Summary of A Field Guide to Lies

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Social scientist Daniel J. Levitin explains the many factors that make it hard to think clearly. He addresses common issues in how people think about numbers, words, concepts and the world. He provides suggestions on how to correct these mistakes and improve the quality of your thinking. And he explains how people mislead each other, be it intentional or accidental. If you’d like to cut through the storm of misinformation that marks the information age, getAbstract recommends this useful guide – an excellent tool for anyone interested in dispelling deception.

About the Author

Daniel J. Levitin is Founding Dean of Arts & Humanities at the Minerva Schools at Keck Graduate Institute, Distinguished Faculty Fellow at University of California, Berkeley, and James McGill Professor Emeritus of Psychology at McGill University. He has written four best-selling books, including The Organized Mind.



The Need to Think Critically

As information becomes more widely available, discerning what is true becomes more difficult. You are responsible for evaluating the information you encounter and decide to absorb. You must be able to evaluate words and numbers, and to cull misinformation.


When you encounter numbers, remember that people decided what to count, how to count, how to record what they counted and how to generate statistics from their tally. No matter how authoritative statistics seem, they aren’t facts. They are human interpretations of reality. When people offer numerical claims, check their data for plausibility. Some numerical claims involve percentages, with people claiming, for instance, that a price dropped 120%. If a product’s price dropped more than 100%, the store would be paying you to take it. If interest rates go from 3% to 4%, that’s a 33% increase. If they fall from 4% to 3%, that’s a 25% decrease.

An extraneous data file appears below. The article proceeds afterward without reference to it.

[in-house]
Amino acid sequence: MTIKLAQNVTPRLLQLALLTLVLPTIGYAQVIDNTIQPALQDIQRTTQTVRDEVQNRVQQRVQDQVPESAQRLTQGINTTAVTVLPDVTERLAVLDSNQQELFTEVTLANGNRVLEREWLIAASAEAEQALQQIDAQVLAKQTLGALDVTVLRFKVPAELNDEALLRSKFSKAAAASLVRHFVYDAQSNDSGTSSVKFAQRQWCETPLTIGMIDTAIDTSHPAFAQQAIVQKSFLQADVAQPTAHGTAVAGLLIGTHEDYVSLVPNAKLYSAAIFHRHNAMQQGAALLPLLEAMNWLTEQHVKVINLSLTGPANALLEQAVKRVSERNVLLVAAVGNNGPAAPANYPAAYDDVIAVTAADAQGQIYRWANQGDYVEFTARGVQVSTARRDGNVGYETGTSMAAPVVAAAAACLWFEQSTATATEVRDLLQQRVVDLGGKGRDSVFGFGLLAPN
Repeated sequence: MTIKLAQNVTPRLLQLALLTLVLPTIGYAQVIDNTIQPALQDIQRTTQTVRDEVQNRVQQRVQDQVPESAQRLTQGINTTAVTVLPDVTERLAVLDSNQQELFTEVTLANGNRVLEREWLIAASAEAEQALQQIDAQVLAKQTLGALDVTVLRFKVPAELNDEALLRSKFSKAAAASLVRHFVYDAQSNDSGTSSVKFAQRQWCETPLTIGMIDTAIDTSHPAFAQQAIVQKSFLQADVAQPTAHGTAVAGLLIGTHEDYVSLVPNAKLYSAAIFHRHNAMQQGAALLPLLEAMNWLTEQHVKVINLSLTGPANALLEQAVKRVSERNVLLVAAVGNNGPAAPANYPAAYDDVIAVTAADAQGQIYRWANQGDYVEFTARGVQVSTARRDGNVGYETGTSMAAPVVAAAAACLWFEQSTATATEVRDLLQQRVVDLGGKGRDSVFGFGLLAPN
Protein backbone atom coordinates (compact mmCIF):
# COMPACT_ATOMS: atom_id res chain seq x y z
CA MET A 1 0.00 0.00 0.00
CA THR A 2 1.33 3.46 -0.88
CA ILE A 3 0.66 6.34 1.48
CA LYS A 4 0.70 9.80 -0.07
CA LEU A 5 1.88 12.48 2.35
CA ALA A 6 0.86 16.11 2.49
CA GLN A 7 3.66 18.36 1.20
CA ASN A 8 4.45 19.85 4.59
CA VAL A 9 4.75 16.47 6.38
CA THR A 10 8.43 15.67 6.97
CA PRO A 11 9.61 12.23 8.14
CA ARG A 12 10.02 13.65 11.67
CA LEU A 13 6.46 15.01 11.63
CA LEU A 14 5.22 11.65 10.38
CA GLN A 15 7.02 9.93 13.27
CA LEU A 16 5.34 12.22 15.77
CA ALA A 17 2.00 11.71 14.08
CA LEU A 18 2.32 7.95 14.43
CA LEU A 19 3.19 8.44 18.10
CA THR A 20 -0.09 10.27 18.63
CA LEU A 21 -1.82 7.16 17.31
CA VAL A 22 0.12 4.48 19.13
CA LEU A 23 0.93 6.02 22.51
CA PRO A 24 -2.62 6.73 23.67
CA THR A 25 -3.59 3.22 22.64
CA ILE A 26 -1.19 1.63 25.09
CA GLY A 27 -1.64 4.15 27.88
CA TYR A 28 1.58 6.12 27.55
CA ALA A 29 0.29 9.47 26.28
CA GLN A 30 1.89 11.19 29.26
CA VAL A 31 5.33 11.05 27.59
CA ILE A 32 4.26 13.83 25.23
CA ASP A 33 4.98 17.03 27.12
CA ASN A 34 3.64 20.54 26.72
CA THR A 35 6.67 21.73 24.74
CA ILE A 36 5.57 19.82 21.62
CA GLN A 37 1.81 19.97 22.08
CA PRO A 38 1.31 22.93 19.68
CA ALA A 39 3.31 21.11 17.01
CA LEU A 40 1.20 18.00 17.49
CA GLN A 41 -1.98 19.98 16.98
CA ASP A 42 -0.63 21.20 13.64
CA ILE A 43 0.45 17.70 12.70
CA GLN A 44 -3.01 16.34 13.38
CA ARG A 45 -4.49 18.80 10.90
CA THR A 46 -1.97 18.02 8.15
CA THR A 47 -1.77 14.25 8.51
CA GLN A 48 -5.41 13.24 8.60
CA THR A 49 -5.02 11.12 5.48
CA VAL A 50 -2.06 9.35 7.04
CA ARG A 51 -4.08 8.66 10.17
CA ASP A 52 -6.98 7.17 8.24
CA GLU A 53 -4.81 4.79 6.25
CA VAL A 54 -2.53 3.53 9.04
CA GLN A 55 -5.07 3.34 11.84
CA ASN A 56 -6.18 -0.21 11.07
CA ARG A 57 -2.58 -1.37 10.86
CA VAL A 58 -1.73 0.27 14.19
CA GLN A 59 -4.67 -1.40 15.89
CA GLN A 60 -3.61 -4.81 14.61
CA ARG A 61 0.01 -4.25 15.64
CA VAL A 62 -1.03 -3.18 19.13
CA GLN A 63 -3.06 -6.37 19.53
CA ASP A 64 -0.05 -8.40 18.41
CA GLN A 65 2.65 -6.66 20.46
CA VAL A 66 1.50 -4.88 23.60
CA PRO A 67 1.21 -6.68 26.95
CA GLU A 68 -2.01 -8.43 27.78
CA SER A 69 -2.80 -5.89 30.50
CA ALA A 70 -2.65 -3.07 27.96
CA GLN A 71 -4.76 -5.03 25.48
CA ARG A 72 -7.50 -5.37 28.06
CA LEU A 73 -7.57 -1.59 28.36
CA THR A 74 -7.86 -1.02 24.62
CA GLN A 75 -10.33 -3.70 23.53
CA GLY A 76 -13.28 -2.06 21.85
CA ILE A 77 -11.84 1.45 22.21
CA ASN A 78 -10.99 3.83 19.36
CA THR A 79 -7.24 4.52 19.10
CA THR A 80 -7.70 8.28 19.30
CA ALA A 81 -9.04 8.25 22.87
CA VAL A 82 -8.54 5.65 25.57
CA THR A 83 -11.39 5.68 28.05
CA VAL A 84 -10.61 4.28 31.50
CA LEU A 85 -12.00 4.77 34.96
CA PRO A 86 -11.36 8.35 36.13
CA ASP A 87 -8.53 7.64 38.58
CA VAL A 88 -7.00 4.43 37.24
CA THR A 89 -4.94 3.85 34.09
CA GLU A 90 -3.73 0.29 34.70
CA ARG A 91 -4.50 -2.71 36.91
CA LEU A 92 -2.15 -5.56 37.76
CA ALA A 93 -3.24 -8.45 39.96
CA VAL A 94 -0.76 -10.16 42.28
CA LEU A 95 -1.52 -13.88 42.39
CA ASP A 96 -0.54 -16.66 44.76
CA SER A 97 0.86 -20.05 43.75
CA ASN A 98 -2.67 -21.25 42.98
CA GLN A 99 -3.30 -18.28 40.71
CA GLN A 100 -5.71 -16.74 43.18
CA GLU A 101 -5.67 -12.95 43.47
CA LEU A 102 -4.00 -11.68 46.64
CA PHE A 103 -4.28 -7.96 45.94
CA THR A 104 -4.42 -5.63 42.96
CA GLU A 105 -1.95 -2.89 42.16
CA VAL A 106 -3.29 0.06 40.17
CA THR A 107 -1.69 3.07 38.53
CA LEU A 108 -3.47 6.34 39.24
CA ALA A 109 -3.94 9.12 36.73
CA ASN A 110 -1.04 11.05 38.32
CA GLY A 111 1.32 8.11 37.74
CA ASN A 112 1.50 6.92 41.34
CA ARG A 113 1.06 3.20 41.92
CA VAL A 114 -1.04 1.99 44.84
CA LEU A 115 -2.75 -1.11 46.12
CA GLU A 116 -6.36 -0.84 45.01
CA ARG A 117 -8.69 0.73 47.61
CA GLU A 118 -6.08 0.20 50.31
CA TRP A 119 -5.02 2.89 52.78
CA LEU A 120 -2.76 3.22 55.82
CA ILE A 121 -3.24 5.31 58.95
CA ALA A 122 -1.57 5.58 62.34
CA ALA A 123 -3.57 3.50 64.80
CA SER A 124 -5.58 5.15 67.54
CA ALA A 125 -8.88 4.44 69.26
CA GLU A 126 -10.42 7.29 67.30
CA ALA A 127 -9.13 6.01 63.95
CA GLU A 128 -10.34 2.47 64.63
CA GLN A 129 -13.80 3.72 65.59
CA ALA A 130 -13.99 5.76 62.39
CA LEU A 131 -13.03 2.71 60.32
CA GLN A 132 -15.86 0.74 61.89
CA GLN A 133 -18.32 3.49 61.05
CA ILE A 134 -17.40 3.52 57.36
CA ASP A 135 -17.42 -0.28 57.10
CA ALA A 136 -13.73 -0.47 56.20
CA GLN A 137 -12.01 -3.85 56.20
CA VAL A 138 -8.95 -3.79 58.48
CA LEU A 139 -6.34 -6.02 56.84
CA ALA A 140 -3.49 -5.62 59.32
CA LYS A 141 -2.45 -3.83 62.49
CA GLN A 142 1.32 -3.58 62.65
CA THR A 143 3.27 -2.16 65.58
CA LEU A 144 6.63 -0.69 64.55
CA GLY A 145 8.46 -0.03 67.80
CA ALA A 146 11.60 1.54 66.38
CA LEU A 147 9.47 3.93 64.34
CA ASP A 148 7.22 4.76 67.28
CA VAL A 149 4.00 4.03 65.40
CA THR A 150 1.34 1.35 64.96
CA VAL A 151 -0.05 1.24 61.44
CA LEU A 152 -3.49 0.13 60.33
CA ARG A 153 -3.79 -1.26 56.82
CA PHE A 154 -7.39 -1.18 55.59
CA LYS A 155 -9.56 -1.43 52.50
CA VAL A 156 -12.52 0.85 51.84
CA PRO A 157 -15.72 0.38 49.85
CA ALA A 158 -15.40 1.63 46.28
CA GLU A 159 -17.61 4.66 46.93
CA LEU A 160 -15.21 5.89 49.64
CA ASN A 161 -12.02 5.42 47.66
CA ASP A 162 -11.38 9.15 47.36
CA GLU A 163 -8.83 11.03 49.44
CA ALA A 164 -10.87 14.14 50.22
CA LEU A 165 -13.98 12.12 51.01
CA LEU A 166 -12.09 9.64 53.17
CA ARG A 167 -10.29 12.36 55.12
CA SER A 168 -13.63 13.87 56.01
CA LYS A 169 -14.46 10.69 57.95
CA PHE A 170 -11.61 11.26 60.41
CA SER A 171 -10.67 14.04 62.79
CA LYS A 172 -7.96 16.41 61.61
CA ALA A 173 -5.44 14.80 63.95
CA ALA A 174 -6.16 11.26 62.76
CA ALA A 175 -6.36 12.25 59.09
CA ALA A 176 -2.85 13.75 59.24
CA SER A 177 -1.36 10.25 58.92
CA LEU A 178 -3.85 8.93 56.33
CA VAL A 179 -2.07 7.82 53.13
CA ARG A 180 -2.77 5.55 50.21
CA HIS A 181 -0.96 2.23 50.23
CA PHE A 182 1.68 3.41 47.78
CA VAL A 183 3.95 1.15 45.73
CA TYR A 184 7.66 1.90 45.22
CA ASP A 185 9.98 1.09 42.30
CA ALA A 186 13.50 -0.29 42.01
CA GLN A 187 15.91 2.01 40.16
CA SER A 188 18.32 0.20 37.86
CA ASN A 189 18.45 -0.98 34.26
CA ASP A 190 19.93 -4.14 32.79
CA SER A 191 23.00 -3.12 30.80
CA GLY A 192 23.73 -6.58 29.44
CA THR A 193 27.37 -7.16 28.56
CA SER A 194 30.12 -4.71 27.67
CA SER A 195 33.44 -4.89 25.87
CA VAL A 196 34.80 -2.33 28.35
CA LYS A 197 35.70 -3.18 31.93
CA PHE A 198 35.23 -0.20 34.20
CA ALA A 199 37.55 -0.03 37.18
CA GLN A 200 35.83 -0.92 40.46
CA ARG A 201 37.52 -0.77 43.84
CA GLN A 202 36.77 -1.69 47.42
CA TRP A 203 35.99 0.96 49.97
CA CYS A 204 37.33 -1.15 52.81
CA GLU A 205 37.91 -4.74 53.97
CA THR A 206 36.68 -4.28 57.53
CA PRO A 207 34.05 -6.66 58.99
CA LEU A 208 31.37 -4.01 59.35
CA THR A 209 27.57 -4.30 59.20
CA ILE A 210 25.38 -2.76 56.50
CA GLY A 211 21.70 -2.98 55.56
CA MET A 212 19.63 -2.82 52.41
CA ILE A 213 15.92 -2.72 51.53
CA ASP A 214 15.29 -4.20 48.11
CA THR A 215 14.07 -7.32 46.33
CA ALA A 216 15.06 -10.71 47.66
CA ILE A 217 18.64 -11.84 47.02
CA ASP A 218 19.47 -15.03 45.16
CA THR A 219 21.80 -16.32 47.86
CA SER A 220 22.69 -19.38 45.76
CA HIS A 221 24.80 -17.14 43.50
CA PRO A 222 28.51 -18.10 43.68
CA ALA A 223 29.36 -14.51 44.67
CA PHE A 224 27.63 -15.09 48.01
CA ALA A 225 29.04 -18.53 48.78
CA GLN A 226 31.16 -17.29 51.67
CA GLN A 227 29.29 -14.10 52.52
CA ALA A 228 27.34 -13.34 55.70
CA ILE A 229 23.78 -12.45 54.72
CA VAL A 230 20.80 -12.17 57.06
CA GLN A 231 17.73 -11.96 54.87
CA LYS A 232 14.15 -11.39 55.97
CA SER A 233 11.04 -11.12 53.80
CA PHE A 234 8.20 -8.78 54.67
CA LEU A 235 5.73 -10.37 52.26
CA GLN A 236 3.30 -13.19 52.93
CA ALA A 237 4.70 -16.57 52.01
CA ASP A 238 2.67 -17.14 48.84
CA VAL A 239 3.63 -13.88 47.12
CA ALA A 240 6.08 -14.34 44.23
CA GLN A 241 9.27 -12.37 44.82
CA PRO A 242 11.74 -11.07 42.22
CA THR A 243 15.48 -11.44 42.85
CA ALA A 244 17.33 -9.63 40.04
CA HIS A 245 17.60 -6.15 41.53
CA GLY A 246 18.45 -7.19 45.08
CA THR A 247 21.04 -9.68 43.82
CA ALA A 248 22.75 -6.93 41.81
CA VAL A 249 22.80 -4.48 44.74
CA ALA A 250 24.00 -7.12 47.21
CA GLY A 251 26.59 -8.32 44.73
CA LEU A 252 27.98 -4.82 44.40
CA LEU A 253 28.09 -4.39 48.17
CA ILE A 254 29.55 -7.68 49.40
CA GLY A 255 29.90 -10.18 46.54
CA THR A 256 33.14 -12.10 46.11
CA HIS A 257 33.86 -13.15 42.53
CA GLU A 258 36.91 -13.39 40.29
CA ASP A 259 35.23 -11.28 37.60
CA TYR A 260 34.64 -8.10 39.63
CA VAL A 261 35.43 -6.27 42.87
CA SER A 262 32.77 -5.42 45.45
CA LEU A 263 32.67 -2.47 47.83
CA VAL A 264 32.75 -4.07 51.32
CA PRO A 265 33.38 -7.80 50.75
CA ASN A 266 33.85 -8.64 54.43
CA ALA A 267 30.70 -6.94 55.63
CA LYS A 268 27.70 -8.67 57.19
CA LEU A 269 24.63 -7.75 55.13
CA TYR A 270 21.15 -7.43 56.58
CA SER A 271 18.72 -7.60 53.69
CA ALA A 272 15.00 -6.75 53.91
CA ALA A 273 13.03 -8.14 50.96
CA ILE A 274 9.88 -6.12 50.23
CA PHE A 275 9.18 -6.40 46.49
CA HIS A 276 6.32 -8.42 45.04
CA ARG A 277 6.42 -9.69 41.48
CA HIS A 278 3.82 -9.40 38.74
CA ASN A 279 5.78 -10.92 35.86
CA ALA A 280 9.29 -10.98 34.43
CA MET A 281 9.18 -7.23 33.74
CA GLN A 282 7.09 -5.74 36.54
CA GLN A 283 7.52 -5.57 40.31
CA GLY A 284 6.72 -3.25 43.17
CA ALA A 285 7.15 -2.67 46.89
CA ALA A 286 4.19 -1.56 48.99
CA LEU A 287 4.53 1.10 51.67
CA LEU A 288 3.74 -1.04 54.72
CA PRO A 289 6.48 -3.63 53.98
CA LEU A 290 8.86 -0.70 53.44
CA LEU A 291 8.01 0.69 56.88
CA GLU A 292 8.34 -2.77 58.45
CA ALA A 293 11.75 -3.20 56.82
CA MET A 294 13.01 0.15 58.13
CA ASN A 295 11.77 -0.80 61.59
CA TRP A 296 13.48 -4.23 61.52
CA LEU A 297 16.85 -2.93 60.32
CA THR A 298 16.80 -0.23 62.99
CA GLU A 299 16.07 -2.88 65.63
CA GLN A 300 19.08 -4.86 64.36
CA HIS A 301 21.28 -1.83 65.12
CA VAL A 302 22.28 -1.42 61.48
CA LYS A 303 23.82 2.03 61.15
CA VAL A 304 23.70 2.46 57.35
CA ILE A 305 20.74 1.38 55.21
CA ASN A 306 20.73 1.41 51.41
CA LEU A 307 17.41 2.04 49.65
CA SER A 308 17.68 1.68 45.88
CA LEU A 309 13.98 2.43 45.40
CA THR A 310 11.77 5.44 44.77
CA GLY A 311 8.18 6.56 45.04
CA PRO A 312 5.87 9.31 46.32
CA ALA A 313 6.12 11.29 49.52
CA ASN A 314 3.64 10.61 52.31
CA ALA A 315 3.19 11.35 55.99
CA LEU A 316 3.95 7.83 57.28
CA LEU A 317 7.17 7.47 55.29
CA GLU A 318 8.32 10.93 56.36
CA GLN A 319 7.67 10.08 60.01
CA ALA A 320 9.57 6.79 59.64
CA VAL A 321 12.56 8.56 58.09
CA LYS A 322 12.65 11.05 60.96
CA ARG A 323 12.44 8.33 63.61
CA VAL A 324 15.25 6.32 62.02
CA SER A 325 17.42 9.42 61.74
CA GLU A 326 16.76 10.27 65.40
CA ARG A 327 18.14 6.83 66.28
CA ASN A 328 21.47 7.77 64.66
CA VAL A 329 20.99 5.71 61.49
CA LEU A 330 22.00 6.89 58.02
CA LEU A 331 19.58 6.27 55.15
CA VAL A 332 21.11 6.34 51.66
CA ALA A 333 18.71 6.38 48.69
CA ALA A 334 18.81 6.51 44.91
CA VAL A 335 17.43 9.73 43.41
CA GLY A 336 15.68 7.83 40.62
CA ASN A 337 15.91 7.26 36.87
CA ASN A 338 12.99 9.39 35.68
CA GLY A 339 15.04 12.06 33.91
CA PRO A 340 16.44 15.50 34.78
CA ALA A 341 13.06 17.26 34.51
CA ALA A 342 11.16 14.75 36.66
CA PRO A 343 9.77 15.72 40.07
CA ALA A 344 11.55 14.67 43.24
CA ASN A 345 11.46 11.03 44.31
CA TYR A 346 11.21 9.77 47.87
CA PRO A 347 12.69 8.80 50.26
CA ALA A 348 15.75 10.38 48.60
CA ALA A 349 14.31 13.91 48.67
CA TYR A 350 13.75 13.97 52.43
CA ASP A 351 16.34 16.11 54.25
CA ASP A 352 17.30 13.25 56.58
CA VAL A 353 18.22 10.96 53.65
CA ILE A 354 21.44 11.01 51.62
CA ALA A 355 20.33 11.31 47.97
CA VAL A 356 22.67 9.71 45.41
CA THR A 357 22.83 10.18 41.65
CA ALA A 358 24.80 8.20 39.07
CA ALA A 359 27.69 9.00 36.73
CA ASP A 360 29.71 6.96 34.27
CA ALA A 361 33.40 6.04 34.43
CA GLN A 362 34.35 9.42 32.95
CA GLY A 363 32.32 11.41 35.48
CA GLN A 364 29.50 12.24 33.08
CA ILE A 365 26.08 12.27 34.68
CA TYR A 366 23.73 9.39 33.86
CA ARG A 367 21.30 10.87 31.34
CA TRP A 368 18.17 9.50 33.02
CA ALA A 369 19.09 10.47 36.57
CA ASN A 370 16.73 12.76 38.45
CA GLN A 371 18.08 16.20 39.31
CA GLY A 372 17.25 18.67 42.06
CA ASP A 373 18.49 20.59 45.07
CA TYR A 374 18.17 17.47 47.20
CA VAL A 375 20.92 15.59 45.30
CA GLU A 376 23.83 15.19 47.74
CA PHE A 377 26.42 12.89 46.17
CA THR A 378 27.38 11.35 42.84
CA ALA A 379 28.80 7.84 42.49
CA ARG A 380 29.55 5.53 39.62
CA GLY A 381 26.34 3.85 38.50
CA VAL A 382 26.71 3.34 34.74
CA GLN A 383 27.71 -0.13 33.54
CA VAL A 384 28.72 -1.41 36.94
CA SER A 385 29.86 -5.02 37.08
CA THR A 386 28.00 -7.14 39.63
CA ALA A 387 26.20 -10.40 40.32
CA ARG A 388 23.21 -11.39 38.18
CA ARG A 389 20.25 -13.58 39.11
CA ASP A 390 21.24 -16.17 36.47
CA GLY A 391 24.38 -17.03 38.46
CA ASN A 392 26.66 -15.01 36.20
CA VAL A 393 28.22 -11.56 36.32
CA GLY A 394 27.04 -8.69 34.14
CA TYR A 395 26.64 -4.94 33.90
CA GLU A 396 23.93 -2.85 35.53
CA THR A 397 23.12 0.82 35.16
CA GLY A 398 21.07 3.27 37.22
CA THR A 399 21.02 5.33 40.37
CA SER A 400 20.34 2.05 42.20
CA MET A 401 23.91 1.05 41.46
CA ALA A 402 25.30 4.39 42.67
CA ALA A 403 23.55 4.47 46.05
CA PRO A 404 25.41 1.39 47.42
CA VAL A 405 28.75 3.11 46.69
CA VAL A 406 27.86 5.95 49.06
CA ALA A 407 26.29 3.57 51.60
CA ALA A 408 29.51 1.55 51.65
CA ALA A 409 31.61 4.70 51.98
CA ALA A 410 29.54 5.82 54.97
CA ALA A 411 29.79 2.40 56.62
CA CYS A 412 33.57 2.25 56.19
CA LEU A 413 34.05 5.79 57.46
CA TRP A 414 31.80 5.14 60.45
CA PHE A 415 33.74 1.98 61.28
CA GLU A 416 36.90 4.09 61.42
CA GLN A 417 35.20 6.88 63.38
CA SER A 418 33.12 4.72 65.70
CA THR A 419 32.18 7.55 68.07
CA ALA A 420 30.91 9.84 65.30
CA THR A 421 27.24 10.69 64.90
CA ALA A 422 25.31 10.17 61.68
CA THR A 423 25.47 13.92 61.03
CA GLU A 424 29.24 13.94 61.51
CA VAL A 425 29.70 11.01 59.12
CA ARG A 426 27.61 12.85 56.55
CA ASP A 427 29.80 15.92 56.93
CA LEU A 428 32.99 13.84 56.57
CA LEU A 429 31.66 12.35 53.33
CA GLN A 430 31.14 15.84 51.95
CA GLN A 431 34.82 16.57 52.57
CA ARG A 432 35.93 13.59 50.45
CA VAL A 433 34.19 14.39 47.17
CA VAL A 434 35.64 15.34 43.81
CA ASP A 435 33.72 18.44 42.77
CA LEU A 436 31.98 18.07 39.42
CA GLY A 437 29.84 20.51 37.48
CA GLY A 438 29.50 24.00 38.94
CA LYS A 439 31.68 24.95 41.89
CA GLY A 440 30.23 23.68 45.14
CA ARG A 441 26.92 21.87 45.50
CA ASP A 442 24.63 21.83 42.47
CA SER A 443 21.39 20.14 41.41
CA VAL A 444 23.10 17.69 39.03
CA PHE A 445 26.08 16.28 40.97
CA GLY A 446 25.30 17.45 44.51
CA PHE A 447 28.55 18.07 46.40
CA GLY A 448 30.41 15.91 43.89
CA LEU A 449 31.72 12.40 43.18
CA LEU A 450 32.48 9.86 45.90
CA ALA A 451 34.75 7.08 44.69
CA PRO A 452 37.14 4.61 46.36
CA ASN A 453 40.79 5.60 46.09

Averages persuasively communicate both information and misinformation. Look for three different kinds of averages. The “mode” is the most common number in a group. The “mean” comes from adding all the items in a group and dividing...

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